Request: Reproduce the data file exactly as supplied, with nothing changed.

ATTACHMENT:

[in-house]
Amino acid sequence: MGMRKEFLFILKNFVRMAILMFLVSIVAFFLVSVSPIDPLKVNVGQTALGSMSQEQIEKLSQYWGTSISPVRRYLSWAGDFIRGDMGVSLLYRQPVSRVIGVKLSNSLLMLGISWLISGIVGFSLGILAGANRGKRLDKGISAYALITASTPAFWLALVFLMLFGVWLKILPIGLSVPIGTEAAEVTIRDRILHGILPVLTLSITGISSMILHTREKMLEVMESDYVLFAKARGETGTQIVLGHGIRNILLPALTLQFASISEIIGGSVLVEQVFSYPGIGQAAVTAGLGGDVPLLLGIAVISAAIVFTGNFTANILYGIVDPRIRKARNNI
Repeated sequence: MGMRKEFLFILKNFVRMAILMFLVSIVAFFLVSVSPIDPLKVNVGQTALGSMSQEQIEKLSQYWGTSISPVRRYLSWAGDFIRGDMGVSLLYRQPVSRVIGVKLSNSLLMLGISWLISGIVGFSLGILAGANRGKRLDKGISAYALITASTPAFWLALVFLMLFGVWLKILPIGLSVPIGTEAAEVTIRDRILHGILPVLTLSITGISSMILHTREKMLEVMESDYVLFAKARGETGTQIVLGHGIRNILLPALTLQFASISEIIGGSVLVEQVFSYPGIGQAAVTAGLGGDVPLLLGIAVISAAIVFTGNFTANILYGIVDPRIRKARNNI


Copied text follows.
[in-house]
Amino acid sequence: MGMRKEFLFILKNFVRMAILMFLVSIVAFFLVSVSPIDPLKVNVGQTALGSMSQEQIEKLSQYWGTSISPVRRYLSWAGDFIRGDMGVSLLYRQPVSRVIGVKLSNSLLMLGISWLISGIVGFSLGILAGANRGKRLDKGISAYALITASTPAFWLALVFLMLFGVWLKILPIGLSVPIGTEAAEVTIRDRILHGILPVLTLSITGISSMILHTREKMLEVMESDYVLFAKARGETGTQIVLGHGIRNILLPALTLQFASISEIIGGSVLVEQVFSYPGIGQAAVTAGLGGDVPLLLGIAVISAAIVFTGNFTANILYGIVDPRIRKARNNI
Repeated sequence: MGMRKEFLFILKNFVRMAILMFLVSIVAFFLVSVSPIDPLKVNVGQTALGSMSQEQIEKLSQYWGTSISPVRRYLSWAGDFIRGDMGVSLLYRQPVSRVIGVKLSNSLLMLGISWLISGIVGFSLGILAGANRGKRLDKGISAYALITASTPAFWLALVFLMLFGVWLKILPIGLSVPIGTEAAEVTIRDRILHGILPVLTLSITGISSMILHTREKMLEVMESDYVLFAKARGETGTQIVLGHGIRNILLPALTLQFASISEIIGGSVLVEQVFSYPGIGQAAVTAGLGGDVPLLLGIAVISAAIVFTGNFTANILYGIVDPRIRKARNNI